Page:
Thursday, October 4, 2012


Today I happened to meet a young lady who I was a High School classmate with - more than a few years ago.  That doesn't  happen very often.  Even her name tag didn't save me. (In my defense women tend to change their last name occasionally.)  Can you remember names from the past better than I? 

Remember Glen Courtright?  The former CEO of Ecosystems?  He was going to feed waste food to insects and then turn the insects into oil for fuel and protein for a fish farm protein supplement.  Using a certain company's oil extraction expertise.  Well Ecosystem and Mr. Courtright parted ways quite a while back.  I wonder what he is doing now?




Anonymous said...

nobody suck it shorty

Anonymous said...

hey nobody stop posting with other names and agreeing with yourself you're not slick and we're not stupid

Anonymous said...

Skunk we have another court delay that's way more important than insects

nobody12378 said...

Anony 6:42,

This delay should come as no surprise if you have been reading the input I have provided from several professionals in the field including a staff member of the Appellate Court which will be hearing the next level of this ligation after the trial. We have a very long slog here, just on the current litigation. The pied pipers and false prophets are becoming hoarse in their attempts to disguise this inconvenient reality.

Anonymous said...

nobody642 playing with himself^

nobody12378 said...

You idiots do realize that you cannot change reality by hiding from it, attempting to disguise it, or attempting to distract others from seeing it?

Anonymous said...

dipchit donkey boy HEE HAW^

Anonymous said...


nobody12378 said...

Your actions continue to prove my thesis. I love it. Keep bellowing like hungry pigs -- your din and dung is amounting to nothing.

Anonymous said...

eats pig dung^

Anonymous said...

he loves pig poop

Anonymous said...


nobody12378 said...

Possible trouble in GERS' paradise over repayment of debt has spread to its customers.

Anonymous said...

The article mentions nothing about GERS, only about one of their customer's (BIOF)plants. The plant is still running thanks to Cargill and is probably still producing corn oil via GERS COES.

Anonymous said...

we have another court delay?

What Delay?

Anonymous said...

5s almost gone

nobody12378 said...

Is that why the ASK just dropped to 0.055?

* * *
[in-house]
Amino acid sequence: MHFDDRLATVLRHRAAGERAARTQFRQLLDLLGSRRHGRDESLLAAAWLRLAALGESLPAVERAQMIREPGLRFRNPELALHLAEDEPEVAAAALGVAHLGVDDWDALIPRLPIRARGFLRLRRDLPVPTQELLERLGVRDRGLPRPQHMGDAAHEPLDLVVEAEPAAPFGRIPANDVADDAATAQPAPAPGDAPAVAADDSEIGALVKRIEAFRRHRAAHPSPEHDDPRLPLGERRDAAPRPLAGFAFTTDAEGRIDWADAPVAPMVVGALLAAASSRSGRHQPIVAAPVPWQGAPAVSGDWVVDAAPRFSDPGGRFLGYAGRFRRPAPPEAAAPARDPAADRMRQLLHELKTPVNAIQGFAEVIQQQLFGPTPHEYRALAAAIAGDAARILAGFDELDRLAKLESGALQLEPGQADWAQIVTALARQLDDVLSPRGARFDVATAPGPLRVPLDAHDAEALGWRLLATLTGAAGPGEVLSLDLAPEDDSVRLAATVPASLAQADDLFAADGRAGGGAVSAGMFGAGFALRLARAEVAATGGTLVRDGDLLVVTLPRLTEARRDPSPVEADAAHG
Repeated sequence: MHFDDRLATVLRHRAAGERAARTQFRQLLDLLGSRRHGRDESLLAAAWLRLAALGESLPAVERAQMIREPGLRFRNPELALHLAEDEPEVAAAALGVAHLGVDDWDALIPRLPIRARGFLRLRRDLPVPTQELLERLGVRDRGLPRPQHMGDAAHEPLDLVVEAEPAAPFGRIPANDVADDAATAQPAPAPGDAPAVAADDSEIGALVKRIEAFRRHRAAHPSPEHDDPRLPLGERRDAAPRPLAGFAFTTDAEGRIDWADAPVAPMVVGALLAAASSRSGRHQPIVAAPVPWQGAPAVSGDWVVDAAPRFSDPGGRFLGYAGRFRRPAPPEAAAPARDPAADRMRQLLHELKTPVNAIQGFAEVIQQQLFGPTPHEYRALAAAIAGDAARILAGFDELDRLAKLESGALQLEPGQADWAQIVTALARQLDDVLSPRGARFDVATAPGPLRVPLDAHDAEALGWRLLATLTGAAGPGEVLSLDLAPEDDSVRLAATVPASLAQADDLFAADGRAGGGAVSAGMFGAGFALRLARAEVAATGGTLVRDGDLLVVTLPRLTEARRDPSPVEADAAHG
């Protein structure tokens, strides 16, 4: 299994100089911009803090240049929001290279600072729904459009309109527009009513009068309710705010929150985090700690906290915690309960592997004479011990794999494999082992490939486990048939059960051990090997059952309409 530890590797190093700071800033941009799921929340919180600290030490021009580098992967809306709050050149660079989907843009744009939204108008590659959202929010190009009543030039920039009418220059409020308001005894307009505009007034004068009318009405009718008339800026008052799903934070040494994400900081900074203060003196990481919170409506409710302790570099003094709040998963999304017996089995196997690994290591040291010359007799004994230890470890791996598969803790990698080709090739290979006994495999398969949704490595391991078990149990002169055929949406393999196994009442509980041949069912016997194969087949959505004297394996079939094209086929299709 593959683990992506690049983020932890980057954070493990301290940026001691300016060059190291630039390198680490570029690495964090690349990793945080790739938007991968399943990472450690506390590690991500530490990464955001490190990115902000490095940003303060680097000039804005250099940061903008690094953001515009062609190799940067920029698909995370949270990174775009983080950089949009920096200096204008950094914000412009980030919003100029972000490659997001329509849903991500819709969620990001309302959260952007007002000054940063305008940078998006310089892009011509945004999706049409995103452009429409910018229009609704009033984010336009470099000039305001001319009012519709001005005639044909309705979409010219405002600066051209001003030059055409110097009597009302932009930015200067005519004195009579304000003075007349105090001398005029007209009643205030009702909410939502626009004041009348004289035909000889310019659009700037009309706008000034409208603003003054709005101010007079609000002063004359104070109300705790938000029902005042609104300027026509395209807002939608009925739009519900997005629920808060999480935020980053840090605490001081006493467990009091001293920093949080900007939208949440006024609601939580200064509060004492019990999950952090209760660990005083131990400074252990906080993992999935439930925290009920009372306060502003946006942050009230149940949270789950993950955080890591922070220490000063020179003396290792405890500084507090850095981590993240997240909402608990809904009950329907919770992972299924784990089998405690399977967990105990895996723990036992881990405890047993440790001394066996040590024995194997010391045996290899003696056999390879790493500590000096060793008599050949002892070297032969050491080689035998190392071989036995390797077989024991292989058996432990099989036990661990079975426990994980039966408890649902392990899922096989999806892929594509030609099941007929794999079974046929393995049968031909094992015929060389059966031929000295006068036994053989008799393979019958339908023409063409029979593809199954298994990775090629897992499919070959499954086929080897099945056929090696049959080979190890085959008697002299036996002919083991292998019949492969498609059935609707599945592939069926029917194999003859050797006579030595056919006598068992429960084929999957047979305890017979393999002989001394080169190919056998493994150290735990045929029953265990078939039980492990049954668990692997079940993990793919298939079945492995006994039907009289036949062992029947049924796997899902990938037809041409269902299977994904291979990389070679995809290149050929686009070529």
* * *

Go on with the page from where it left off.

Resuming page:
Anonymous said...

look again^

nobody12378 said...

No you look again.

Anonymous said...

Nobody, your last entry needs a comma after the No.

nobody12378 said...

"No" is primarily an adjective. It may qualify either a singular or plural noun, as in "no man" and "no men". In the above context "you" is the noun and according to the Evans and Evans "Dictionary of Contemporary American Usage" of the English language, "No you", is correct. Thank you for the careful reading of my comments.

Slashnuts said...

California Rations Gasoline As Prices Near $6

An octane shortage has led to demands for a RVP waiver. This would allow winter (ethanol) blends to begin a month earlier than normal.

California Refiners Ration Gasoline as Prices Near Record
By Lynn Doan - Oct 5, 2012

"Exxon Mobil and Valero are rationing gasoline deliveries to customers in California as refinery halts cut into the state’s supplies, driving pump prices toward record highs.

California’s gasoline markets are particularly susceptible to refinery outages because the state is mostly cut off from oil-products pipelines spanning the rest of the country, according to the U.S. Energy Information Administration. The latest shortage forced retailers in the Los Angeles-area, including Costco (COST) Wholesale Corp., to run out of supplies, shut pumps and, in some cases, charge their highest prices ever.

“We’re really sort of shell-shocked,” said Tom Robinson, president of Santa Clara, California-based Robinson Oil Corp., which operates 34 Rotten Robbie convenience stores. “If you’ve been in California long enough, you know how volatile our market can be. But to see prices go up $1 a gallon since Monday -- I’ve never seen that before.”

Refiners outside California are generally not equipped to supply the cleaner-burning gasoline required in the state, Hess said by telephone.

“That adds another level of complexity when there’s an outage and they have to import gasoline,” he said. “They still need to figure out how to blend that.”

“There’s no doubt” the company’s prices will climb higher, he said.

Low-P, a gasoline station in Calabasas, California, 30 miles west of Los Angeles, shut pumps Oct. 2 after running out of gasoline.

The station received a fuel delivery yesterday that will allow it to reopen, while charging almost $6 a gallon, John Ravi, the station’s owner, said yesterday by phone. The shipment should keep the store open for another week, Ravi said.

The gasoline shortage “feels like a hurricane to me, but it’s the West Coast,” Jeff Cole, Costco’s vice president of gasoline, said by telephone Oct. 3. “We’re obviously extremely disheartened that we are unable to do this, and we’re pulling fuel from all corners of California to fix this.”

The California Independent Oil Marketers Association, a Sacramento-based group that represents wholesale and retail fuel marketers, asked the state Oct. 3 to expedite a waiver that would allow refiners to produce and sell winter-grade fuel, Jay McKeeman, a spokesman for the association, said by telephone that day.